How to Build a Window Planter Box From Cedar

A window planter is a great addition to the outside of your house and a fun way to add some color and life to your windows. We recently added window planters made from bargain cedar to all of our exterior windows. Follow along to see how we built them!


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All dimensions for the build are based on the planter container that the cedar box will be built around. We actually bought a size too small to match our window for this build, so make sure and measure your window to figure out your size BEFORE you start building….


The first step is to build the frame of the box. I was able to find some cedar fence planks in the bargain pile at my local big box store. I took these to the table saw and ripped them down to a thickness of 1 in. If you don’t have a table saw you can easily make this cut with a circular saw and straight edge (like a 2x4)!


I then measured the dimensions of my planter insert and cut the base frame to size. Be sure and increase your dimensions by 1 in for both the width and length to account for the pickets that will be attached to the inside at a later step. This step is duplicated to have 2 frames, one for the top and one for the bottom.


The frame was attached with wood glue and brad nails. You could just use wood glue and clamps but the nails allowed me to take the frame out of the clamps and keep working.


Next up are the wooden pickets. These are cut down to size to leave a 1/2” gap at the bottom and a 1/4” gap at the top of the project once the entire frame has been put together. This will allow for the base to be inserted as well as the top lip of the flower container to extend beyond the frame.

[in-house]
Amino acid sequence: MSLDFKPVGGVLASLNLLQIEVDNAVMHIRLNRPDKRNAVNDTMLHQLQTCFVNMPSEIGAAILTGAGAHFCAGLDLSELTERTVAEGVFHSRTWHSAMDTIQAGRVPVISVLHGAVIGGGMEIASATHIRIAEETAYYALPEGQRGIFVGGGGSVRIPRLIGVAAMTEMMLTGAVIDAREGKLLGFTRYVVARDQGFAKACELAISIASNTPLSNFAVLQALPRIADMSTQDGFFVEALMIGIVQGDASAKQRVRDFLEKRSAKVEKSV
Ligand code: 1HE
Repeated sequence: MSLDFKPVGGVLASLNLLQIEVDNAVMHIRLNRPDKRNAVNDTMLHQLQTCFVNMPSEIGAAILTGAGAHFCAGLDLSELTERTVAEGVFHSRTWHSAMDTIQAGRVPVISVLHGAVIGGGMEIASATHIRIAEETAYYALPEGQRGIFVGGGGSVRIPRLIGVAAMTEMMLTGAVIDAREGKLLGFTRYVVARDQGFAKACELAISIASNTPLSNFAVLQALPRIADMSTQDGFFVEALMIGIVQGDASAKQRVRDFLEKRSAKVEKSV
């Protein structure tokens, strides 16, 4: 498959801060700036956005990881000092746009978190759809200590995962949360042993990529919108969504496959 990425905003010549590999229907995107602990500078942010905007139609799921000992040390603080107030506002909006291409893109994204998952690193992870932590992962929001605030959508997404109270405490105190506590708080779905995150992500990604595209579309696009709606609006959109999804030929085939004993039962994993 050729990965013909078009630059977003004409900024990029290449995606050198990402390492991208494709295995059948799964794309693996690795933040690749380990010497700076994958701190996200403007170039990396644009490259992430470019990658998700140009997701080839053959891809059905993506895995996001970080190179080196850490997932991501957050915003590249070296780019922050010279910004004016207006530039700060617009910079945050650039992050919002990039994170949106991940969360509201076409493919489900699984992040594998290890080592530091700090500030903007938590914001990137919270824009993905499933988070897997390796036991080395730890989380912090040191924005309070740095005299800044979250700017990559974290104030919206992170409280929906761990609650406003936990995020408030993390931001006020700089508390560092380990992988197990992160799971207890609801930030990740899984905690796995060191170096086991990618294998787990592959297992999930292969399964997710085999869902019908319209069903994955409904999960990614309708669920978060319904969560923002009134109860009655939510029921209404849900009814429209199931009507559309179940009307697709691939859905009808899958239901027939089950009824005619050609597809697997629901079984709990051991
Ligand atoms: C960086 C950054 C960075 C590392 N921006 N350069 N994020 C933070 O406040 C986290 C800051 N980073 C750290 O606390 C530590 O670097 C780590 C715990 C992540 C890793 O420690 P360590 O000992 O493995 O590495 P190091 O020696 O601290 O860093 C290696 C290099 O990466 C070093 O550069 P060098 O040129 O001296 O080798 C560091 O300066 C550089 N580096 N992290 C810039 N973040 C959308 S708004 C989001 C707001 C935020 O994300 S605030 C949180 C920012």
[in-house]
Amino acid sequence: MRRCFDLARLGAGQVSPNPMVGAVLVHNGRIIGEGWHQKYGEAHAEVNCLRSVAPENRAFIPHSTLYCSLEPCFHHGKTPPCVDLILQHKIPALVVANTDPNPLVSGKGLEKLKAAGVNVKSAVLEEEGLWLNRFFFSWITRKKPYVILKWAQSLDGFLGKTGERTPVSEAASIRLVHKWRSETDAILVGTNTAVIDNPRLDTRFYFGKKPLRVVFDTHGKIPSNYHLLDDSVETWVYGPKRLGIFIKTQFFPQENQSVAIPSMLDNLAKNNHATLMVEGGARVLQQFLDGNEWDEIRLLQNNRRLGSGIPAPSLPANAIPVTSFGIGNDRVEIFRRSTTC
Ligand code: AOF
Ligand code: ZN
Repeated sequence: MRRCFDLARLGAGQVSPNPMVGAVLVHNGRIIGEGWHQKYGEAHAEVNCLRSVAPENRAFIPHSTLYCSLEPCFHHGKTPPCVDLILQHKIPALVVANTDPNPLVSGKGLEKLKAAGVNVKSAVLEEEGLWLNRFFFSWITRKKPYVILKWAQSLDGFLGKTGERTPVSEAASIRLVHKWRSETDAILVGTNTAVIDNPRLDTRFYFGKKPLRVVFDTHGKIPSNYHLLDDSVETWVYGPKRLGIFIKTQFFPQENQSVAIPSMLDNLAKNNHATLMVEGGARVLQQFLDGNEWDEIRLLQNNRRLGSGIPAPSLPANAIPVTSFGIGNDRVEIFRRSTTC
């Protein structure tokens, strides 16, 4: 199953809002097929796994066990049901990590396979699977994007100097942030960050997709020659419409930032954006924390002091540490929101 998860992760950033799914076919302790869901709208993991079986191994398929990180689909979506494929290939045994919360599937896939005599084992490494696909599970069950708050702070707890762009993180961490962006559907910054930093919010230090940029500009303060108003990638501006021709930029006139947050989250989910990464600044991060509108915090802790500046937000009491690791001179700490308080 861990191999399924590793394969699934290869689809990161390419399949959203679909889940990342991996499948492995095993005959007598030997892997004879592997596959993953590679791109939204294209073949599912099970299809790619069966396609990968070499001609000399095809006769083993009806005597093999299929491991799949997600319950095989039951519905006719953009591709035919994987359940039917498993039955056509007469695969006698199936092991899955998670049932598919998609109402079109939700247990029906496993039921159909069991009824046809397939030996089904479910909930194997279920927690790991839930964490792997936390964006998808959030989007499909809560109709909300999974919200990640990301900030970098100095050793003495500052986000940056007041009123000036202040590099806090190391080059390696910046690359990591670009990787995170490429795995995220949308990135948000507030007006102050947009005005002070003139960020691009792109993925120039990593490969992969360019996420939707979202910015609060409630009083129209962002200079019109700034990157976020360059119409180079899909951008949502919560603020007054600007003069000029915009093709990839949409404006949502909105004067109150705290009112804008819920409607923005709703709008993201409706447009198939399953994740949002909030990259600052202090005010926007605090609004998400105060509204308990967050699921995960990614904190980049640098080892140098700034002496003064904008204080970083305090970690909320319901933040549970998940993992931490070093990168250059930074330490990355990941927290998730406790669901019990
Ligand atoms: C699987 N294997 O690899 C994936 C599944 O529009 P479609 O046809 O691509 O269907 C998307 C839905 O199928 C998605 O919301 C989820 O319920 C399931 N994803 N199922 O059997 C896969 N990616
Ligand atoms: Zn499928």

One picket is cut down to a smaller size so that everything will fit snug. I split the difference into both sides so that everything would be symmetrical.

These are attached with glue and brad nails.


The vertical supports are then cut and glue/nailed into place. You could miter the edges of these to make for a more even look. For this project, I just butted them against each other at the corners.


The top frame is then glued and nailed, this sits on top of the vertical supports and is attached to the interior pickets.


Now, the only thing we are missing is a bottom! I measured the width of the bottom and then cut two pickets so they would be equal in size. I then glued and nailed it into place.


The next step is everyone’s favorite…sanding!


I initially thought this would be the end of the project but after showing it to my wife she had a great idea on how we could hide the top of the planter insert by make a quick and easy lip!


I made a strip of wood that was the same width as the pieces used for the frame. The lip will not go along the back since this will be against my house. When cutting miters I’ve found it easier to cut them all to size as you work your way around a project. So I started with one of the sides and cut the miter so that it extended beyond the frame of the box. These were cut a 45º angle with a miter saw.


The entire lip was attached with…you guessed it, glue and brad nails! Everything was given a final sand and I applied a coat of spray outdoor Polyurethane to protect it.


With the entire planter done and the insert inside it was time to mount it underneath a window! I first drilled a scrap piece of a picket to the wall. This is measured so that it will fit inside the back frame. Since this piece of wood is the same thickness as the frame the planter will sit flush.


I then placed the planter against the board and drilled two 3” decking screws from the inside of the planter into the mounting board and our exterior wall. I had to purchase a right angle drill attachment so I could get at the “right” angle!


And that’s it! Since our this was mounted below our kitchen window all we have to do is reach out and grab an herb while we are cooking!

Brandon Cullum